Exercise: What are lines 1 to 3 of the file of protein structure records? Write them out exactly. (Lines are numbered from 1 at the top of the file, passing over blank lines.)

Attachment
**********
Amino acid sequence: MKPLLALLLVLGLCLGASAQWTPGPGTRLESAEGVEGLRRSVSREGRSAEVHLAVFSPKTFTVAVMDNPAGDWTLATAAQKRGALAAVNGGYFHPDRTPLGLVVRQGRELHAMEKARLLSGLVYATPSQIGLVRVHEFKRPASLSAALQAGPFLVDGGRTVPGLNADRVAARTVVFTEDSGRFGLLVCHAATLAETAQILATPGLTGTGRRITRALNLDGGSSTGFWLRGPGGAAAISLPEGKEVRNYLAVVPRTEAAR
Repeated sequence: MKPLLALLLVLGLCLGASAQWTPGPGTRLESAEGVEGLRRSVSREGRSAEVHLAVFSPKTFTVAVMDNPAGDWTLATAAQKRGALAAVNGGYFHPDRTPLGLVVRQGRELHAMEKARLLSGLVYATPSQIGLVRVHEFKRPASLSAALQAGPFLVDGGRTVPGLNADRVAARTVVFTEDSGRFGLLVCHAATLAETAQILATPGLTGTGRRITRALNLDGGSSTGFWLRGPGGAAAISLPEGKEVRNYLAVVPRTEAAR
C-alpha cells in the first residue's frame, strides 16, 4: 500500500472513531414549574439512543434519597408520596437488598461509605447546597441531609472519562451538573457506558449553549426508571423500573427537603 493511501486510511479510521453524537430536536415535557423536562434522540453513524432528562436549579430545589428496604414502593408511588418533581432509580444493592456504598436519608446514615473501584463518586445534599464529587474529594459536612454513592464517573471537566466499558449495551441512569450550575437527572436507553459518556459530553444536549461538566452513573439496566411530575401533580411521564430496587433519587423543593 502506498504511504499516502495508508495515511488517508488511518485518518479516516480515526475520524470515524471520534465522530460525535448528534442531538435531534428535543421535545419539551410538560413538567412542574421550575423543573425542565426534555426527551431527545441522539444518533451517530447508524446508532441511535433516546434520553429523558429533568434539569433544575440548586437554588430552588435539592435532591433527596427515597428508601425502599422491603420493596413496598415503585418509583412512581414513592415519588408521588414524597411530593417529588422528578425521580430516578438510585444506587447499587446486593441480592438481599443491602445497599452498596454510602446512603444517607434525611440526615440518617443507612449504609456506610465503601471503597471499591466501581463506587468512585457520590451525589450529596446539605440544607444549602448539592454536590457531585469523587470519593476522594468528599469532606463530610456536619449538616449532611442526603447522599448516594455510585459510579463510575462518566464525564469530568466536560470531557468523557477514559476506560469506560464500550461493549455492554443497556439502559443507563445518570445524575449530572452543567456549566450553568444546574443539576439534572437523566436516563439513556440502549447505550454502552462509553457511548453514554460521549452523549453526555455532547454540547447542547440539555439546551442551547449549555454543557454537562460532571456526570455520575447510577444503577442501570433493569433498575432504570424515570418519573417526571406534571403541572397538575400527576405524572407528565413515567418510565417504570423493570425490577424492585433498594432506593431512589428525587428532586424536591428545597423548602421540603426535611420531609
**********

Amino acid sequence: MKPLLALLLVLGLCLGASAQWTPGPGTRLESAEGVEGLRRSVSREGRSAEVHLAVFSPKTFTVAVMDNPAGDWTLATAAQKRGALAAVNGGYFHPDRTPLGLVVRQGRELHAMEKARLLSGLVYATPSQIGLVRVHEFKRPASLSAALQAGPFLVDGGRTVPGLNADRVAARTVVFTEDSGRFGLLVCHAATLAETAQILATPGLTGTGRRITRALNLDGGSSTGFWLRGPGGAAAISLPEGKEVRNYLAVVPRTEAAR
Repeated sequence: MKPLLALLLVLGLCLGASAQWTPGPGTRLESAEGVEGLRRSVSREGRSAEVHLAVFSPKTFTVAVMDNPAGDWTLATAAQKRGALAAVNGGYFHPDRTPLGLVVRQGRELHAMEKARLLSGLVYATPSQIGLVRVHEFKRPASLSAALQAGPFLVDGGRTVPGLNADRVAARTVVFTEDSGRFGLLVCHAATLAETAQILATPGLTGTGRRITRALNLDGGSSTGFWLRGPGGAAAISLPEGKEVRNYLAVVPRTEAAR
C-alpha cells in the first residue's frame, strides 16, 4: 500500500472513531414549574439512543434519597408520596437488598461509605447546597441531609472519562451538573457506558449553549426508571423500573427537603 493511501486510511479510521453524537430536536415535557423536562434522540453513524432528562436549579430545589428496604414502593408511588418533581432509580444493592456504598436519608446514615473501584463518586445534599464529587474529594459536612454513592464517573471537566466499558449495551441512569450550575437527572436507553459518556459530553444536549461538566452513573439496566411530575401533580411521564430496587433519587423543593 502506498504511504499516502495508508495515511488517508488511518485518518479516516480515526475520524470515524471520534465522530460525535448528534442531538435531534428535543421535545419539551410538560413538567412542574421550575423543573425542565426534555426527551431527545441522539444518533451517530447508524446508532441511535433516546434520553429523558429533568434539569433544575440548586437554588430552588435539592435532591433527596427515597428508601425502599422491603420493596413496598415503585418509583412512581414513592415519588408521588414524597411530593417529588422528578425521580430516578438510585444506587447499587446486593441480592438481599443491602445497599452498596454510602446512603444517607434525611440526615440518617443507612449504609456506610465503601471503597471499591466501581463506587468512585457520590451525589450529596446539605440544607444549602448539592454536590457531585469523587470519593476522594468528599469532606463530610456536619449538616449532611442526603447522599448516594455510585459510579463510575462518566464525564469530568466536560470531557468523557477514559476506560469506560464500550461493549455492554443497556439502559443507563445518570445524575449530572452543567456549566450553568444546574443539576439534572437523566436516563439513556440502549447505550454502552462509553457511548453514554460521549452523549453526555455532547454540547447542547440539555439546551442551547449549555454543557454537562460532571456526570455520575447510577444503577442501570433493569433498575432504570424515570418519573417526571406534571403541572397538575400527576405524572407528565413515567418510565417504570423493570425490577424492585433498594432506593431512589428525587428532586424536591428545597423548602421540603426535611420531609